The Alan Review
Current Editor
Wendy Glenn wendy.glenn@uconn.edu
Volume 24, Number 2
Winter 1997


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So You Think You Know Young Adult Literature:
Memorable Adults
Jim Brewbaker, Columbus State University

Until the late sixties, fiction for teenagers-called junior novels at the time by many librarians and English teachers-frequently involved a formulaic plot in which adolescent protagonists relied on a wise adult, a stock character, to help them see the error of their ways, solve their problem, and the like. In such novels wise adults could be parents or grandparents, teachers, or others. Today, much of adolescent fiction still features significant adult characters, but the part they play is far more representative of real life, with good guys and bad, adults with insight, and adults who border on being clueless.

This issue's quiz asks you to recall important adult characters (other than family members) in contemporary YA novels. To play, match the fourteen character descriptions, A-N, with the alphabetized list of authors and titles, 1-14. Answers on page 52.

Character Descriptions

A. Mr. Cassidy, whom the kids call Hopalong, an overweight frustrated teacher who thinks up a zany school assignment that teaches the basics of parenting.

B. A demanding English teacher (and title character) whose high standards coupled with a heart condition lead to tragedy.

C. Sensual Felina, Toy's mother, who seduces Mick, the Irish-American blue-eyed son.

D. Lemry, a teacher who hides the disfigured title character from her abusive father.

E. Mr. Levine, a Holocaust survivor who builds a replica of the Polish village he lived in before World War II.

F. Mr. Loomis, a survivor of a nuclear explosion who makes life difficult for Ann Burden.

G. Mrs. Narwin, an English teacher victimized by circumstances, the education bureaucracy, and the press in this 1990s Newbery honoree.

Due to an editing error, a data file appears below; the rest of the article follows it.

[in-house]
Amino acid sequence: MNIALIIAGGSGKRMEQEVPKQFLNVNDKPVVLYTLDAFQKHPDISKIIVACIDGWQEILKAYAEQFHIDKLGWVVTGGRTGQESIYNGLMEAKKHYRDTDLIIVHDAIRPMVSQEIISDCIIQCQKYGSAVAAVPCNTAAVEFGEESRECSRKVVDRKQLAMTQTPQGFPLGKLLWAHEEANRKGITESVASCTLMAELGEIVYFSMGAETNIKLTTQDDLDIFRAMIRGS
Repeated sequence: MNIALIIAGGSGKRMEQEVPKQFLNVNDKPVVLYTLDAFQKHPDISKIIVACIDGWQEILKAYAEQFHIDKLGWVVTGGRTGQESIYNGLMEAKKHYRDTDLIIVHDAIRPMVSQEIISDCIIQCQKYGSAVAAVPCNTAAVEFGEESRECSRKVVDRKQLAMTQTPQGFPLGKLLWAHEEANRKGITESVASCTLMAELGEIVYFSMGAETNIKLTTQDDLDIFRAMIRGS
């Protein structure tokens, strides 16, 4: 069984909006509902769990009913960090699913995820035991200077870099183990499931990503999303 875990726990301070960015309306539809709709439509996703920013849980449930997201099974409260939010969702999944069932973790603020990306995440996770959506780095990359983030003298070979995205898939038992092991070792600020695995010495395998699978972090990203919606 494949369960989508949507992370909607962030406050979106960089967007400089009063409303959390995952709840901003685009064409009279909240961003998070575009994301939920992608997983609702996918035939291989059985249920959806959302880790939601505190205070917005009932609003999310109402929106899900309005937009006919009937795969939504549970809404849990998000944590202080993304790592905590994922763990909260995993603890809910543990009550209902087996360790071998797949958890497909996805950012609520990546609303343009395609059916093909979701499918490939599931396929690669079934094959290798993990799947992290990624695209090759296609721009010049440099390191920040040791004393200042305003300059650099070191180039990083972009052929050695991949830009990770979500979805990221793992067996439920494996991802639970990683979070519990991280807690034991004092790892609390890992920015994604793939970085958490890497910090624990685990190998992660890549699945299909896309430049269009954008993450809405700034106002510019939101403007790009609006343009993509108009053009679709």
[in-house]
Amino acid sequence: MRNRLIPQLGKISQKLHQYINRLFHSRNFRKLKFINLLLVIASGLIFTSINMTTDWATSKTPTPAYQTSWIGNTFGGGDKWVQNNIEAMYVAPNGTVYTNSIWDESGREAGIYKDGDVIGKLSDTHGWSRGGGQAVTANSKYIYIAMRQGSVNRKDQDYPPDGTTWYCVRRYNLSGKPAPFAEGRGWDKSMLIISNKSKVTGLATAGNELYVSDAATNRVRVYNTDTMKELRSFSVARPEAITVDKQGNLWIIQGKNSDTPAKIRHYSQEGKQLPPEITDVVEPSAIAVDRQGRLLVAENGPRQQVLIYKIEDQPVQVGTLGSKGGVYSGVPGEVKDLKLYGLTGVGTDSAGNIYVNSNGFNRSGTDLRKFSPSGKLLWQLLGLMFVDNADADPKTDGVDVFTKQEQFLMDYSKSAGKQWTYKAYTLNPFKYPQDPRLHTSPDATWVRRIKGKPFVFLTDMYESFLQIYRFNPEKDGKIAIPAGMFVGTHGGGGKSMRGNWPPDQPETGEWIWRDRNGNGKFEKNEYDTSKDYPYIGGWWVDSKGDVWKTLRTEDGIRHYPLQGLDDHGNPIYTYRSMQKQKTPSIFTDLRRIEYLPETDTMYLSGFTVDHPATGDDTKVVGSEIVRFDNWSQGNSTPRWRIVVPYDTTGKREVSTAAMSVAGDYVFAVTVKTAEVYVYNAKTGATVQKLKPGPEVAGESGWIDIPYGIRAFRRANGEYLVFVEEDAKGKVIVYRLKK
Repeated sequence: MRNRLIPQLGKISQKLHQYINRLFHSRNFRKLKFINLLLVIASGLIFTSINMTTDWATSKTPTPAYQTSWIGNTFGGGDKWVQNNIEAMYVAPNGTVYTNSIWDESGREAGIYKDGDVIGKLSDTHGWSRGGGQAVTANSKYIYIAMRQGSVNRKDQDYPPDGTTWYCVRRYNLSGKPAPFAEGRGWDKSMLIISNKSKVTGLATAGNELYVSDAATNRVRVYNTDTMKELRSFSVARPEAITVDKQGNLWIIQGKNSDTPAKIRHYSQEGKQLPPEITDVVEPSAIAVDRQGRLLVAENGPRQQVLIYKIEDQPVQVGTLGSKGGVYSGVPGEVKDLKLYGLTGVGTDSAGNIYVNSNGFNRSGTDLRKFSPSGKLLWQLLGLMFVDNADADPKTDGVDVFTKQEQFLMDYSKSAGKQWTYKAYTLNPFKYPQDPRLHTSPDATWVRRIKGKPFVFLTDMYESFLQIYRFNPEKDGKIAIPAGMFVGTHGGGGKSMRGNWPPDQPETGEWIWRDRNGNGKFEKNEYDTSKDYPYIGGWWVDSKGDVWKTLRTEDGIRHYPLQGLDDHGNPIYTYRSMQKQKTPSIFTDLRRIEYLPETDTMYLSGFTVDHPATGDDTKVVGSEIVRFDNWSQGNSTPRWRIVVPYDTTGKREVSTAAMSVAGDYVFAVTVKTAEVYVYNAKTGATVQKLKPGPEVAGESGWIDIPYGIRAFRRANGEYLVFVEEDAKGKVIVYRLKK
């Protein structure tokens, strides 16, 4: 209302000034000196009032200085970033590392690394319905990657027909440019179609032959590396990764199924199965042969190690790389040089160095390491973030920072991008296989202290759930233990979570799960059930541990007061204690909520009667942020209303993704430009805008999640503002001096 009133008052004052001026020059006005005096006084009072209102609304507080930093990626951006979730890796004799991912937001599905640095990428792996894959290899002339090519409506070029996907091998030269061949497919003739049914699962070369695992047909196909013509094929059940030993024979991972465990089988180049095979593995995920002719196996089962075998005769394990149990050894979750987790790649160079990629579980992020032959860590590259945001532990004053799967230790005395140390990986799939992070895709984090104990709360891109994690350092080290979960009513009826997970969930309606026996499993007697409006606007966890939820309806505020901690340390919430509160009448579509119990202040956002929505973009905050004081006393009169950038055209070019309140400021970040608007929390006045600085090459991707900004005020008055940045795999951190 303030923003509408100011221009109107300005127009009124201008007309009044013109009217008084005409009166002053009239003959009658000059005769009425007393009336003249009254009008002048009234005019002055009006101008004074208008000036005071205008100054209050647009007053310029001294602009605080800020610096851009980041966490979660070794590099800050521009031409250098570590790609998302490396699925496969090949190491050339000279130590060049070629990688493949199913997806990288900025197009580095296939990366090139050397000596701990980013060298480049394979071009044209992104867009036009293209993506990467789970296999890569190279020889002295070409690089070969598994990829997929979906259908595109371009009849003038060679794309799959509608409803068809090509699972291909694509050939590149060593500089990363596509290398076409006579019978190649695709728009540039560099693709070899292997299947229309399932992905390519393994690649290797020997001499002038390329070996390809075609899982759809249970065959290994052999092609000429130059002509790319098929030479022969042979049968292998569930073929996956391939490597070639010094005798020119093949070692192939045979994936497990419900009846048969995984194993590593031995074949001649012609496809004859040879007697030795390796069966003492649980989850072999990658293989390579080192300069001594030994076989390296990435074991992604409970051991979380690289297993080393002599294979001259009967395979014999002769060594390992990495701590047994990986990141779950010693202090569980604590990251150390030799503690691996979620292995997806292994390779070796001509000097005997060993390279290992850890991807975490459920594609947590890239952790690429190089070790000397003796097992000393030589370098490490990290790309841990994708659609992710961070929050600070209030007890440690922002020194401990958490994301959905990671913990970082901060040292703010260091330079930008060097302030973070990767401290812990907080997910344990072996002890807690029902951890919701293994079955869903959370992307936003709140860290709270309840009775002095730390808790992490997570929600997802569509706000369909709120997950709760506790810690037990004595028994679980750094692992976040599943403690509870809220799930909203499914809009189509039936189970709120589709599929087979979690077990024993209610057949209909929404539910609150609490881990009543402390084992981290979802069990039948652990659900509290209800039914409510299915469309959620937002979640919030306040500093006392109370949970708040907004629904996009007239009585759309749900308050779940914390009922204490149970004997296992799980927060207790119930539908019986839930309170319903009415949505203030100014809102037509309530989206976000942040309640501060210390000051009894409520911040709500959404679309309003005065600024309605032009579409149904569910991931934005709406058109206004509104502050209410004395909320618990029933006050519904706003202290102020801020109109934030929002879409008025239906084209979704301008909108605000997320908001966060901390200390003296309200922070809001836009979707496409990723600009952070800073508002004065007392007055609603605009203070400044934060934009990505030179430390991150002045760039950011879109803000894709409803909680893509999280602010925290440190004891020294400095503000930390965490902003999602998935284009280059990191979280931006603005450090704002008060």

H. Ruth, the family maid who gives Patty Bergen the human warmth she lacks from her unfeeling mother and abusive father.

I. A senior citizen (and title character) with a collection of porcelain farm animals who is taken advantage of by John and Lorraine.

J. Mrs. Sims, who comes to love Georgie, an abused little boy, sometime after the drowning of her own son.

K. A slave (and title character) who returns to the plantation to teach Sarny and others how to read.

L. Timothy, the Caribbean islander who saves Philip Enright's life when a German sub sinks the ship on which he is a passenger.

M. Trotter, a foster mother who helps a rebellious twelve-year-old title character find stability after her flower-child mother, whom the girl idolizes from afar, all but abandons her.

N. Mr. Zavodsky, in whom the ten year-old girl and title character sees a striking resemblance to Adolf Hitler.

Authors and Titles

1. Avi, Nothing But the Truth

2. Judy Blume, Starring Sally J. Freedman as Herself

3. Robert Cormier, Tunes for Bears to Dance To

4. Chris Crutcher, Staying Fat for Sarah Byrnes

5. Lois Duncan, Killing Mr. Griffin

6. Anne Fine, Flour Babies

7. Betty Greene, The Summer of My German Soldier

8. Irene Hunt, The Lottery Rose

9. Chris Lynch, Blood Relations and Dog Eat Dog

10. Robert O'Brien, Z for Zachariah

11. Katherine Paterson, The Great Gilly Hopkins

12. Gary Paulsen, Nightjohn

13. Theodore Taylor, The Cay

14. Paul Zindel, The Pigman


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